Leiden Canal Pride – Its buried background and history

Pink Saturday in Leiden in 1983, the actual first Pride in the the city.

On September 2nd last year, during the Leiden Pride, queer activists were driven away and enclosed in the morning, then beaten by the police in the afternoon. The following week, the mayor lied about this incident during the same city council meeting where five people spoke out against the police violence. This series of events prompted Leiden activists, including members of Doorbraak who were present at both protests, to investigate the police violence and the underlying decision-making of both the municipality and the police. Why were peaceful LGBTQIA+ activists excluded from a Pride that is also meant to be for them? How could it be that communicating critique was made impossible and that queer people were beaten and arrested at Pride? And how is it possible that afterward, the municipality looks back on that day with satisfaction?

During the Canal Pride Leiden 2023, a group of queer people tried to attach a banner to the Catharinabrug in Leiden. The protest targeted the commercialization of Pride. Expensive boats allowed primarily companies and the municipality to participate in the canal parade, using it as a platform to promote themselves. Attendance to the closing party required the purchase of a ticket, making it inaccessible for those with little money. Gendered, inaccessible toilets made non-binary and disabled LGBTQIA+ individuals feel unwelcome. Although Canal Pride was organized as a celebratory event, it lacked a critical political element, which is the very origin of Pride and remains ever so important. This prompted queer people to take up a banner and add political dissent themselves, but they had to pay for it with violence. The banner was barely unfurled when the police jumped forward to yank it down and started hitting people.

In Dutch/Nederlands
Part 2 in English

Meeting Spaces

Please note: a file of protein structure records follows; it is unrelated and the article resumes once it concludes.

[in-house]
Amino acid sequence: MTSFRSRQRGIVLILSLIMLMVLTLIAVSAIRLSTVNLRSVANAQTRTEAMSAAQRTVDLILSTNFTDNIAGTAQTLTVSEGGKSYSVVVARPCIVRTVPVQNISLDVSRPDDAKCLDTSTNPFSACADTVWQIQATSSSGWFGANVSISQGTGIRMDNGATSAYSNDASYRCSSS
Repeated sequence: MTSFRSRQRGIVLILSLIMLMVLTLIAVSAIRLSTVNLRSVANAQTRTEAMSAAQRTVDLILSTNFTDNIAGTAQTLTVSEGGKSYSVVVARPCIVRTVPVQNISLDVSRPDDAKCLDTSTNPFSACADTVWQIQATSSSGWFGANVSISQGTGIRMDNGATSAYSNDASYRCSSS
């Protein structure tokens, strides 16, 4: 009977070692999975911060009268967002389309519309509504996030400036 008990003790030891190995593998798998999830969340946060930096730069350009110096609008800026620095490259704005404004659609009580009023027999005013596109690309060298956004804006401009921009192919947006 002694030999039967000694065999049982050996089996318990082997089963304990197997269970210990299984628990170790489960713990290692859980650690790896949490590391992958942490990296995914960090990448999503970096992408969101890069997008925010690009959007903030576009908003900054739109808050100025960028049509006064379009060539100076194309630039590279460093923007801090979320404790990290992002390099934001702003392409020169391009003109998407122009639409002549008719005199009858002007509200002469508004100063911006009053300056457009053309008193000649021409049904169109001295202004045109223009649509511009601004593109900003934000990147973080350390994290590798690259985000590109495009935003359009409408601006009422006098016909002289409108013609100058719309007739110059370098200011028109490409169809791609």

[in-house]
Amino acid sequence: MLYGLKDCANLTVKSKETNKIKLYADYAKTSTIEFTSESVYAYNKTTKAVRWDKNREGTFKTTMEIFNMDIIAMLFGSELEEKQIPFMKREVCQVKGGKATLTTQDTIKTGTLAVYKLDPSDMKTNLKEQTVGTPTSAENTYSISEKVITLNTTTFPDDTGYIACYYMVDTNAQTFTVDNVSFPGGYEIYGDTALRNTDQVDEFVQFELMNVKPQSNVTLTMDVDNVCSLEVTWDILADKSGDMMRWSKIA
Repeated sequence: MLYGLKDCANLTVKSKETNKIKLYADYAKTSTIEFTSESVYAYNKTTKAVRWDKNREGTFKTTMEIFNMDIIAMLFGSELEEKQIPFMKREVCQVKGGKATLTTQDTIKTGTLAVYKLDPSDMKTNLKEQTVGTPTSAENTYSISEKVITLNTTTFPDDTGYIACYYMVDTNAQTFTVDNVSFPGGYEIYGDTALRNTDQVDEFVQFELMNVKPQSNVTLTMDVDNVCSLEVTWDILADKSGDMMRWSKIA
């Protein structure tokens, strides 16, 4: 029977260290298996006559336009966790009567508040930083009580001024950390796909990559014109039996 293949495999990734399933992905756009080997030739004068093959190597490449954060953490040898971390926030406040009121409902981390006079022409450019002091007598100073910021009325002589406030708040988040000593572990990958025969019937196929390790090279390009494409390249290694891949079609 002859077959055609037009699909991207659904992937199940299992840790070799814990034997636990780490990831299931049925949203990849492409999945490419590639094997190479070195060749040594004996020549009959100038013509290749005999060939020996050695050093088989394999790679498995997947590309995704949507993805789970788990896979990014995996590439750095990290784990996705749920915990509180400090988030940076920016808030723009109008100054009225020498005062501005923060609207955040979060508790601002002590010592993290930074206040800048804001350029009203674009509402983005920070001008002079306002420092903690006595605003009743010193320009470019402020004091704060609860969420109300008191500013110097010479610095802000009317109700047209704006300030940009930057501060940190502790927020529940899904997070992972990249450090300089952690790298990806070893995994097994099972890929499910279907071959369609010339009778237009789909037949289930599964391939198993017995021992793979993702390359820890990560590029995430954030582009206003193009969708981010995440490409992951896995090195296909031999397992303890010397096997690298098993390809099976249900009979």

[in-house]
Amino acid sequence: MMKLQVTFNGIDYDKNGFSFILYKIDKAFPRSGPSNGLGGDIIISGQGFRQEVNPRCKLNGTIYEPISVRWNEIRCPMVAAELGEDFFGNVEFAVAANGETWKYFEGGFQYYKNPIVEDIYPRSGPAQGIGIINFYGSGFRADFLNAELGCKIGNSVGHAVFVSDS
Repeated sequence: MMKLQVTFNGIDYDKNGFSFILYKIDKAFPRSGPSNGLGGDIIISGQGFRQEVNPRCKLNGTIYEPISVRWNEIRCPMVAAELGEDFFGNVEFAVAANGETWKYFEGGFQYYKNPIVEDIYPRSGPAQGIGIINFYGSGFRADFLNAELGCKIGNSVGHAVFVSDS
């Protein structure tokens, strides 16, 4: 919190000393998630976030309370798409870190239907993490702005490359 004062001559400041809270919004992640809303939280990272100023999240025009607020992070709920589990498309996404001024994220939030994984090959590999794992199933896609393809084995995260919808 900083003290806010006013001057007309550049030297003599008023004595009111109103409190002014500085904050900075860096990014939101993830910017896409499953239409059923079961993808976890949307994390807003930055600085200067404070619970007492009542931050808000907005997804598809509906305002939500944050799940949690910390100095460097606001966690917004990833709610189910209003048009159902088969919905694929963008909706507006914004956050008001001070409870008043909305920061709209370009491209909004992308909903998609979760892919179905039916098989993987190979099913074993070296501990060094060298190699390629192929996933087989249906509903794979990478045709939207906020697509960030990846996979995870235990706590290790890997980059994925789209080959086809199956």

“Pride is a protest” is a slogan activists have repeatedly brought up at commercial Prides. But what does that actually mean? What are Prides really? Where do they originate? In this article, we provide a brief overview of the history and predecessors of Pride in the Netherlands and the US. It is a history of how queer people made Dutch streets safer for queer expression, and how commerce then opportunistically took advantage of it. Obviously, this article is not a complete history of the LGBTQIA+ movement, and it focuses only on Pink Saturdays and Pride, and even within that, there is much more to tell. The history of the movement is much broader and more diverse than described here.

We use the anachronistic terms “queer” and “LGBTQIA+” in this piece because the terms that the queer movement used for itself until quite recently are very binary. The movement was often referred to as the gay and lesbian movement, or using terms like flikkers (a Dutch slang term for gay men) and potten (a Dutch slang term for lesbians). We choose not to use these distinctions in our wording where we refer to the entire community, so as to avoid erasing people with a non-binary gender identity. Keep in mind that these terms were not used at the time.

World War II was a defining moment for the LGBTQIA+ movement in the Netherlands, as well as in the rest of Europe. Before the rise of the Nazis and their conquest of Europe, there was a small but vibrant queer scene in many European cities, with many meeting places like bars and cafés. (1) Montmartre in Paris is a good example. In Germany, too, where scientists like Magnus Hirschfeld conducted research on what we now call “gender and sexuality.” At that time, there was also a gay rights movement, which, as far as we know, did not demonstrate, but sought to put the emancipation of especially gay men and lesbians on the agenda through books, pamphlets, and films.

The Nazi seizure of power in Germany and the rest of Europe ended much of this vibrant culture. Homophobia and transphobia were part of the Nazi arsenal to instill fear among the German population, and once the Nazis came to power, this hatred could be translated into action. On May 6, 1933, shortly after their take-over of power, the first book burnings took place. One of the targets was Magnus Hirschfeld’s Institute for Sexual Science, causing the loss of years of research and activism. Meeting places and newspapers were also targeted. In this way crucial infrastructure dismantled. Between 3,000 and 9,000 people died in concentration camps because of their sexual orientation, out of the 5,000 to 15,000 who were imprisoned. (G) These figures do not account for individuals who were persecuted for being queer in addition to being Jewish, Roma, Sinti, or labeled as “politically unreliable.” Homosexuality was frequently not the sole reason for persecution but served as an additional basis to target individuals deemed “undesirable.”

Uprising and Protests